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Cleveland Clinic Joins Apple Health Records for EHR Patient Access

Cleveland Clinic and a host of other hospitals have signed on to the Apple Health Records beta program to improve EHR patient access.

Cleveland Clinic and 27 other hospitals join Apple Health Records.

Source: Thinkstock

By Kate Monica

- The Apple Health Records beta program continues to build momentum as Cleveland Clinic and 27 other hospitals sign on to improve EHR patient access by allowing patients to view their information through iOS devices.

“A growing list of healthcare institutions support health records on iPhone, enabling you to view important data such as immunizations, lab results, medications, and vitals directly in the Health app,” Apple stated in a July 2 announcement.

Apple plans to continue working with more hospitals and clinics to support the Health Records feature.

Cleveland Clinic encouraged patients to use the Health Records feature along with the Epic MyChart patient portal to optimize health data access and patient engagement.

“Access to one’s own medical records is a crucial part of the digital transformation taking place in healthcare today, and enhances our relationship with our patients,” said Cleveland Clinic Director of Digital Health Peter Rasmussen, MD. “Our goal is to make that access as easy, convenient and useful as possible, placing patients firmly in the center of their own health data.”

Through MyChart and Health Records, Cleveland Clinic patients can view their allergy, condition, immunization, lab result, medication, procedure, and vitals information. Patients will receive notifications when their health data is updated.

While Health Records enables patients to view EHR data, MyChart allows for more active engagement.

In addition to giving patients access to EHR data, MyChart displays appointment information, physician notes, and hospital admission details. MyChart also allows patients to schedule appointments, request medication renewals, and securely message providers.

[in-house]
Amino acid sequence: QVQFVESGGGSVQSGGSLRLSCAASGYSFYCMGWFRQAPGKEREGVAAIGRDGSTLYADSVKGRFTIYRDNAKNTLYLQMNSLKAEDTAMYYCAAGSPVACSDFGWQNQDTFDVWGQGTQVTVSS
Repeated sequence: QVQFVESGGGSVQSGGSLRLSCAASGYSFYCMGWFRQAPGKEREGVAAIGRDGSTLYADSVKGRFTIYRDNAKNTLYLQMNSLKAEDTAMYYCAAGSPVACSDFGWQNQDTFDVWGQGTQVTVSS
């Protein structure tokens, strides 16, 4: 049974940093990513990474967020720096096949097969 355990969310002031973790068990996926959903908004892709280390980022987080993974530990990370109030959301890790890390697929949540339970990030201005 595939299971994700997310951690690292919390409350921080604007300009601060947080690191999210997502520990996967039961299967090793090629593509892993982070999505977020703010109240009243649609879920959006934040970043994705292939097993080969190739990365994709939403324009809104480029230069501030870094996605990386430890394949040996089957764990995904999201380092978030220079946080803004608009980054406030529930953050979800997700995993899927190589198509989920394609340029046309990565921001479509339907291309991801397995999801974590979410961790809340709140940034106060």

“When patients have direct access to their personal health information, they have the opportunity to live healthier lives,” said Cleveland Clinic Chief Medical Information Officer Amy Merlino, MD.

“They are able to track important health factors, such as weight or cholesterol or blood sugar, to determine their own personal trends over time,” she continued. “They are able to easily see a combined view of their information from multiple health systems, as well as have the ability to share their healthcare history with other providers.”

Cleveland Clinic includes more than 3,600 physicians and 14,000 nurses across 140 medical specialties and subspecialties. The nonprofit academic medical center includes 11 regional hospitals in addition to its main campus, as well as 150 outpatient locations.

Cleveland Clinic joins UC Irvine Health, Omni Dermatology, Mission Health, Kreptowski Family Practice, Innovative Express Care SC, and 22 other hospitals in working with Apple to allow patients to access EHR data through the Health Records feature.

The first wave of Apple Health Records participants signed on to the program in January 2018.

Early participants included Johns Hopkins Medicine, Cedars-Sinai, Penn Medicine, Rush University Medical Center, and Cerner HealtheClinic.

Health Records is based on Fast Healthcare Interoperability Resources (FHIR) specifications to enable users to aggregate and merge patient health data from disparate sources.

According to a May KLAS report, early adopters of the EHR data viewer predict the feature will have an immediate positive impact on patient engagement, interoperability, and health IT innovation.

Sixty-seven percent of surveyed health system executives said Apple Health Records will effective empower patients, while 58 percent said the feature will help to improve interoperability. About half of surveyed executives said the app will accelerate health IT innovation.

Apple is already taking steps to promote health IT innovation through the app. In June, Apple announced the Health Records application programming interface (API) is open to health IT innovators and researchers.

Developers and researchers are encouraged to create apps that leverage health record data to improve medication management, nutrition plan development, disease diagnosis, and other clinical processes.



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